This excellent 1966 set features a diverse range of ensembles, all lead by trumpeter Freddie Hubbard. The first is an octet, featuring congas and a euphonium; the second, a seven-member group, including the great McCoy Tyner on piano; the third is a sextet that boasts drummer Elvin Jones and Herbie Hancock (who doubles on piano and celeste). James Spaulding lends his alto sax and flute to two of the groups, and Joe Henderson is in two as well (his melodic, yet adventurous, tenor sax playing is especially notable). Also featured are tenor player Hank Mobley, bassist Reggie Workman, pianist Harold Mabern, and drummer Pete La Roca.
Freddie Slack was the pianist with Jimmy Dorsey's orchestra during part of the 1930s before becoming well known for playing boogie-woogie with Will Bradley's band, most notably on the hit "Beat Me Daddy, Eight to the Bar." In 1941 Slack went out on his own, forming a big band that soon signed with the Capitol label. His hit recording of "Cow Cow Boogie" in 1942 with singer Ella Mae Morse made him famous even though none of his other records caught on at the same level. Slack's orchestra just lasted two years and, although he had a new band during 1945-1946, many of his recordings were made with small groups.
Reissue. Features the high-fidelity SHM-CD format (compatible with standard CD player) and the latest 24bit 192kHz remastering. Coming fresh on the heels of his groundbreaking work with Eric Dolphy, Bobby Hutcherson's debut album is a masterpiece of "new thing" avant-garde jazz, not really free but way beyond standard hard bop. Dialogue boasts an all-star lineup of hot young post-boppers – trumpeter Freddie Hubbard, woodwind player Sam Rivers, pianist Andrew Hill, bassist Richard Davis, and drummer Joe Chambers – and a set of imaginative compositions by either Hill or Chambers that frequently push the ensemble into uncharted territory.
One of the great jazz trumpeters of all time, Freddie Hubbard formed his sound out of the Clifford Brown/Lee Morgan tradition, and by the early '70s was immediately distinctive and the pacesetter in jazz.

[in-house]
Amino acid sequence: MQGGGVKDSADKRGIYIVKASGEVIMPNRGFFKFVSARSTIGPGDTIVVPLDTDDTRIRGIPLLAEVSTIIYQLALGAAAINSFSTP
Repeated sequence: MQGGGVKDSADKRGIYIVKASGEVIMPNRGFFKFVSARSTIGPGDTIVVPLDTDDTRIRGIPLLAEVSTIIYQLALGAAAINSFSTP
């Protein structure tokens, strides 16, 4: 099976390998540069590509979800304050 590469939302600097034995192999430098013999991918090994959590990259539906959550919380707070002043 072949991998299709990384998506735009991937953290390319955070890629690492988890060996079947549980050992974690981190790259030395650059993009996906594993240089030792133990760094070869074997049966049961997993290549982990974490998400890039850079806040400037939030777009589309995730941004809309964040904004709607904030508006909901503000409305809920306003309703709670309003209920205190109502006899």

The first album released posthumously after jazz legend Freddie Hubbard's passing in 2008, the recordings that make up Without a Song: Live in Europe 1969 actually sat in the Blue Note archives for 40 years. Recorded while Hubbard was touring Europe with producer Sonny Lester's The Jazz Wave on Tour revue, the album features performances culled from three separate nights - two in England and one in Germany. While Hubbard had already released many of his most famous Blue Note solo albums by 1969, in truth the trumpeter had only started leading his own full-time touring band around 1966 after leaving Max Roach's ensemble…
Blue Note's So Blue, So Funky, Vol. 1 is a 12-track compilation that highlights the funkiest soul-jazz organists that recorded for the label, whether it was a leader or as a sideman. Although there's a handful of cuts from the early '60s, such as "Face to Face" by the terrific, underrated Baby Face Willette, the compilation leans toward the funky fusions of the late '60s, such as Big John Patton's "Fat Judy," Lou Donaldson's "Everything I Do Is Gon' Be Funky (From Now On)," Jack McDuff's "Butter for Yo' Popcorn" and Grant Green's "Ain't It Funky Now." The best thing about this comp is that even though it has familiar names, not all of the material is readily available on CD, which makes it of interest to casual groove fans and serious collectors alike.